"The church has been flying with one wing when it comes to making disciples. It is high time it flew with two."
The traditional wing of the Church has involved withdrawing from the world for short periods. Believers have withdrawn into God’s family in Sunday worship, small groups, conferences and retreats to be immersed in the Christian story. With their faith deepened and invigorated, they have re-entered the world to serve God.
This model has deep roots in the Christian tradition. Indeed, it’s what Jesus did. At times he withdrew from the crowds and instructed his disciples privately, as in Matthew 13.36-43. Christians need special times together to be formed in the faith.
But what happens if the church flies with this withdrawal wing alone? Christians gather to be spiritually nourished, but then they scatter to live out their faith as individuals.
Alongside the withdrawal model of making disciples, fresh expressions of church are showing how believers can take the church with them when they engage with the world. As they join fellow Christians in serving others in a segment of their lives, they learn discipleship where life happens. Practising the faith on your own can be difficult.
Discipleship through communities that are engaged with life makes sense for all sorts of reasons. Here are just three of them:
- It is what Jesus did. Jesus taught his followers not only in private, but in public – at the frontiers of life. In Luke 6.20, for example, he deliberately turned to his disciples to teach them, even though a large crowd was standing by (verse 17);
- Relying solely on the withdrawal model ignores how personal identities are shaped by families, networks, neighbourhoods, workplaces and other relationships outside the church. These identities frequently come to the fore at the expense of our Christian identities. Belonging to a Christian group in the midst of life can remind us that, important though these other identities are, our supreme identity is in Christ. This will affect how we live;
- Withdrawal into the church brings together Christians from a variety of backgrounds – a big plus – but often churchgoers do not fully understand one another’s everyday lives. ‘Their situation is so different to mine’ someone might think. So it becomes difficult to help each person apply the faith to the specifics of their context. Application tends to focus on principles rather than ‘how to’ in a particular situation. By contrast, Christian communities in life contain people from the same setting. Individuals are better placed to support each other in applying the faith to their shared circumstances.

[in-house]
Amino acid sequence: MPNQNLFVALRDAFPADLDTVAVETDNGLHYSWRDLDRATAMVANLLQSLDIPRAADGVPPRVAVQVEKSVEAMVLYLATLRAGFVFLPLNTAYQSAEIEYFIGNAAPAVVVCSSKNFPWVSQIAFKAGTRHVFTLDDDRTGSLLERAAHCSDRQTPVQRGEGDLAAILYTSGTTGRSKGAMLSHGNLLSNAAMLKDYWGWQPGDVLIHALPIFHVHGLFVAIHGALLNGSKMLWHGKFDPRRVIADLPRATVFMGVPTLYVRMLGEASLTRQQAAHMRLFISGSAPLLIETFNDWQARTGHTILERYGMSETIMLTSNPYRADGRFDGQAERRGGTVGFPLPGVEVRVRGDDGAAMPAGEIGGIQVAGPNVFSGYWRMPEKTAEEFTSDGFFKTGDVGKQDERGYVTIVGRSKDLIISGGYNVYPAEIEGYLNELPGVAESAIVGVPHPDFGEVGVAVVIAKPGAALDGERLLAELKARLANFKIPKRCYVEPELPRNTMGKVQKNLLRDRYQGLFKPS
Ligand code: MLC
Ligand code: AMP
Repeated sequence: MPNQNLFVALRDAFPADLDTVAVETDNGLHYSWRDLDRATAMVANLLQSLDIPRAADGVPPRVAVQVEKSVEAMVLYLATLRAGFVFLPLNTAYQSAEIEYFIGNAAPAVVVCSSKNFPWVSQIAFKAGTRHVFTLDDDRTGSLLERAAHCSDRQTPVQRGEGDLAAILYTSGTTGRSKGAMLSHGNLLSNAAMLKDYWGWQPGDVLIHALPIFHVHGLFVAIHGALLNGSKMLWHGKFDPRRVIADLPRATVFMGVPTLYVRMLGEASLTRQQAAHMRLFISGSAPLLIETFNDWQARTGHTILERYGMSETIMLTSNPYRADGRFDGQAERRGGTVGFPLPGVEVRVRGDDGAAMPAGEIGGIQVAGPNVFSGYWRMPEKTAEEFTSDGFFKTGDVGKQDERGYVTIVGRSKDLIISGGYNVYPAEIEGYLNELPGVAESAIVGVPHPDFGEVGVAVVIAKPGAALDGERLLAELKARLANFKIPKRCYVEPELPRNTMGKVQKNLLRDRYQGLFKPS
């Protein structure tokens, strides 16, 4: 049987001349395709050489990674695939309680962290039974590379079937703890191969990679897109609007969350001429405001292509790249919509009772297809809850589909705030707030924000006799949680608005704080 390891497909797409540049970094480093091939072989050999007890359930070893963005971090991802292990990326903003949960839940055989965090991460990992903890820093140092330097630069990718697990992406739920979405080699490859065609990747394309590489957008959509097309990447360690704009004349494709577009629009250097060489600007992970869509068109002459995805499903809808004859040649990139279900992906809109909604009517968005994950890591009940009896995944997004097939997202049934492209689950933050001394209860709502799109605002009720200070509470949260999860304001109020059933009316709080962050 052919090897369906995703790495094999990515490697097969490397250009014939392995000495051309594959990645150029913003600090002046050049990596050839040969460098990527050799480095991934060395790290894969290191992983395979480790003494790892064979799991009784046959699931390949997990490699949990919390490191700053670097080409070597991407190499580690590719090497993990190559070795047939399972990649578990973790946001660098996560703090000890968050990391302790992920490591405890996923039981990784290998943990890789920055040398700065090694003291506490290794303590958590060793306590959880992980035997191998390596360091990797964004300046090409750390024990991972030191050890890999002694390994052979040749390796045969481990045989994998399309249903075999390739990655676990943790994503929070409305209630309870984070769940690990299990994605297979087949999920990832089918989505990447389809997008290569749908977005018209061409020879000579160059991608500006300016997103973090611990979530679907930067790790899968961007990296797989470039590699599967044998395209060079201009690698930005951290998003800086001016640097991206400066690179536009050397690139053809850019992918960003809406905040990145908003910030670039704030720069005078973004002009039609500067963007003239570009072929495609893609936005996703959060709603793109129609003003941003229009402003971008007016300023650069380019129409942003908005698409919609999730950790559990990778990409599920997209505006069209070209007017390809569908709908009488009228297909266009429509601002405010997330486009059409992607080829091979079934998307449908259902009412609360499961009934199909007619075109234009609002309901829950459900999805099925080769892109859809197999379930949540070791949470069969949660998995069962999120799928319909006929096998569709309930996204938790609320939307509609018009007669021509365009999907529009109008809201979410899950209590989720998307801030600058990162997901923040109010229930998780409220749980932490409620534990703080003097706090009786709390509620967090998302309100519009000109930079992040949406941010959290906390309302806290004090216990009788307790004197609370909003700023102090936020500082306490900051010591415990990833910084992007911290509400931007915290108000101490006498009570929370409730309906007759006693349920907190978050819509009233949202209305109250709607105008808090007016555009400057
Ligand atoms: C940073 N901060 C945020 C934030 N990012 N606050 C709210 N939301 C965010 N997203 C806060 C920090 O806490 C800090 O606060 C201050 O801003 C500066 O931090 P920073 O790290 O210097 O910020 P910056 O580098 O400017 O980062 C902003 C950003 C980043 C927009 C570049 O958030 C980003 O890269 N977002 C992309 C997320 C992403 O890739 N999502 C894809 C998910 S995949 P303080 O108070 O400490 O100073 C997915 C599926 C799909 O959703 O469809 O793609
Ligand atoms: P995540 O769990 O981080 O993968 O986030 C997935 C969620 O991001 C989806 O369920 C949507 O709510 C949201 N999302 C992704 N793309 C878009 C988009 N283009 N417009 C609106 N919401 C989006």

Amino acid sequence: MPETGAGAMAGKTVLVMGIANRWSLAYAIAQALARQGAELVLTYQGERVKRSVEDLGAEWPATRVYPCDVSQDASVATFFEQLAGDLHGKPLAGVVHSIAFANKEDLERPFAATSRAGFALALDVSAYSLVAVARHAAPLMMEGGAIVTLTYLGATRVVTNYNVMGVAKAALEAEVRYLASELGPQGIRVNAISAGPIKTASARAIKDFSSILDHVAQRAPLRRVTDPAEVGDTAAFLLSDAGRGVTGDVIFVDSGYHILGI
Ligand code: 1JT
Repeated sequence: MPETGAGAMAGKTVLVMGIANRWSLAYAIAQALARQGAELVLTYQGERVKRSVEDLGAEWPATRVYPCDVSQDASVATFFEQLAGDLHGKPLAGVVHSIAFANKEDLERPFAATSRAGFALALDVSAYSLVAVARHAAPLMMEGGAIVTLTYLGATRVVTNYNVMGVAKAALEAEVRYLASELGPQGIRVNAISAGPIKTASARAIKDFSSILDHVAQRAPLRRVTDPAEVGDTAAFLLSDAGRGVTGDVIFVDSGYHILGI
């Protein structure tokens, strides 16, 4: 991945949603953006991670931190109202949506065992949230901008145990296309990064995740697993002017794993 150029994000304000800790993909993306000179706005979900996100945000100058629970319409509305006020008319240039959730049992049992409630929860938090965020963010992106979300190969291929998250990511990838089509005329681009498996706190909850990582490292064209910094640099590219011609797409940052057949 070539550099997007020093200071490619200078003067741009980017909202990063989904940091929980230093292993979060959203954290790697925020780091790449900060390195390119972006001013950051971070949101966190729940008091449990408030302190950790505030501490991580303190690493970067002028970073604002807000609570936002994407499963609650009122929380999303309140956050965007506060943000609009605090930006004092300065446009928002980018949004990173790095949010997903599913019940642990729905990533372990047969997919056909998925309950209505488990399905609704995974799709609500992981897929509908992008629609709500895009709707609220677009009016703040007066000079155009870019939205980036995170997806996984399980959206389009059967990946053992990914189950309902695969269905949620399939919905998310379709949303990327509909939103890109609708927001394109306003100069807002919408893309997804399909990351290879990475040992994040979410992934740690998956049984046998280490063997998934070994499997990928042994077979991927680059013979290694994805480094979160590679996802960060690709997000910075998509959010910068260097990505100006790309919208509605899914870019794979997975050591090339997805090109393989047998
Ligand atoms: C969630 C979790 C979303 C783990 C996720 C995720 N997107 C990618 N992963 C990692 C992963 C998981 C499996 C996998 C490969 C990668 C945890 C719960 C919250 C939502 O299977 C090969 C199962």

One danger for fresh expressions is that they lapse back into the inherited mode of flying with one wing.
A community formed in a café might witness effectively to the café’s hinterland. People discover Jesus. They turn to the community for teaching, worship and other resources that will deepen their faith.
Relying on a withdrawal model of Christian formation, the community gradually evolves into an ordinary ‘church’ that happens to meet in a café.
To avoid this, new believers can be encouraged where possible to join with one or two other Christians and start further communities among their friends and contacts. Through these new communities they can learn how to engage in faithful Christian practice in another part of their lives. At the same time, they might periodically withdraw into the café community to be soaked in God’s story.
They would fly with two wings, which must be better than one!
Article was written by: Rev’d. Dr. Michael Moynagh
Mike a minister in the Church of England based at Wycliffe Hall, Oxford. He has been involved in new types of Christian community for over twenty years, learning from the ‘pioneers’ involved, and writing extensively about them. He is sometimes known as the ‘theologian of fresh expressions of church’, and has an international consulting and teaching ministry.
THE MIXED ECOLOGY
Mixed Ecology’ a term used to describe how traditional parishes co-exist with fresh expressions, church plants and pioneer ministries. In this article we introduce the theology and thinking behind this.
Fresh Expressions of Church have been emerging and evolving since the late 1980s. In the late 1990’s and into the New Millennium, a number of Church denominations and mission agencies worked together reflecting on the 90’s church-planting movement and beginning a process of investing and encouraging the pioneering of new forms of church expression.